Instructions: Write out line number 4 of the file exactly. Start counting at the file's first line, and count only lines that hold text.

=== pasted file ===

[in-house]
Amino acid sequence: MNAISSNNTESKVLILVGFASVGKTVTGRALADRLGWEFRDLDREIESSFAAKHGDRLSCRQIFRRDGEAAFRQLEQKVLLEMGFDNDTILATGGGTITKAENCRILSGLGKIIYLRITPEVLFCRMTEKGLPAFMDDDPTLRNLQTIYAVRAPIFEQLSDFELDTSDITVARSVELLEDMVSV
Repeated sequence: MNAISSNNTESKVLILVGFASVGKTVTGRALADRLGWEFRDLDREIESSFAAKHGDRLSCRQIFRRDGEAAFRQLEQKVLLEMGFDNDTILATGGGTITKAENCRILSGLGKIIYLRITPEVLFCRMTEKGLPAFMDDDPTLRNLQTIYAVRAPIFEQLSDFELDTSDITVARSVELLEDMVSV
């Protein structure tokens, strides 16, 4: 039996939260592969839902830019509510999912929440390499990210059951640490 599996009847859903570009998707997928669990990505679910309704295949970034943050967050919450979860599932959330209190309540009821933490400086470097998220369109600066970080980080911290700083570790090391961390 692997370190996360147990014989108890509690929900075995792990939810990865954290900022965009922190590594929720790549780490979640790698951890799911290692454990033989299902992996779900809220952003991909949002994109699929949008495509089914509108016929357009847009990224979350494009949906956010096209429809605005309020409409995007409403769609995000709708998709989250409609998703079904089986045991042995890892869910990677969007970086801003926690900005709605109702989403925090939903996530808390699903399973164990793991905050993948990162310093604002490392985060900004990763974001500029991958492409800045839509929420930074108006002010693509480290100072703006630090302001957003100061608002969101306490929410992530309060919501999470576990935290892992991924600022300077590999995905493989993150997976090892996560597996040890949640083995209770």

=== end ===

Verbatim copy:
């Protein structure tokens, strides 16, 4: 039996939260592969839902830019509510999912929440390499990210059951640490 599996009847859903570009998707997928669990990505679910309704295949970034943050967050919450979860599932959330209190309540009821933490400086470097998220369109600066970080980080911290700083570790090391961390 692997370190996360147990014989108890509690929900075995792990939810990865954290900022965009922190590594929720790549780490979640790698951890799911290692454990033989299902992996779900809220952003991909949002994109699929949008495509089914509108016929357009847009990224979350494009949906956010096209429809605005309020409409995007409403769609995000709708998709989250409609998703079904089986045991042995890892869910990677969007970086801003926690900005709605109702989403925090939903996530808390699903399973164990793991905050993948990162310093604002490392985060900004990763974001500029991958492409800045839509929420930074108006002010693509480290100072703006630090302001957003100061608002969101306490929410992530309060919501999470576990935290892992991924600022300077590999995905493989993150997976090892996560597996040890949640083995209770």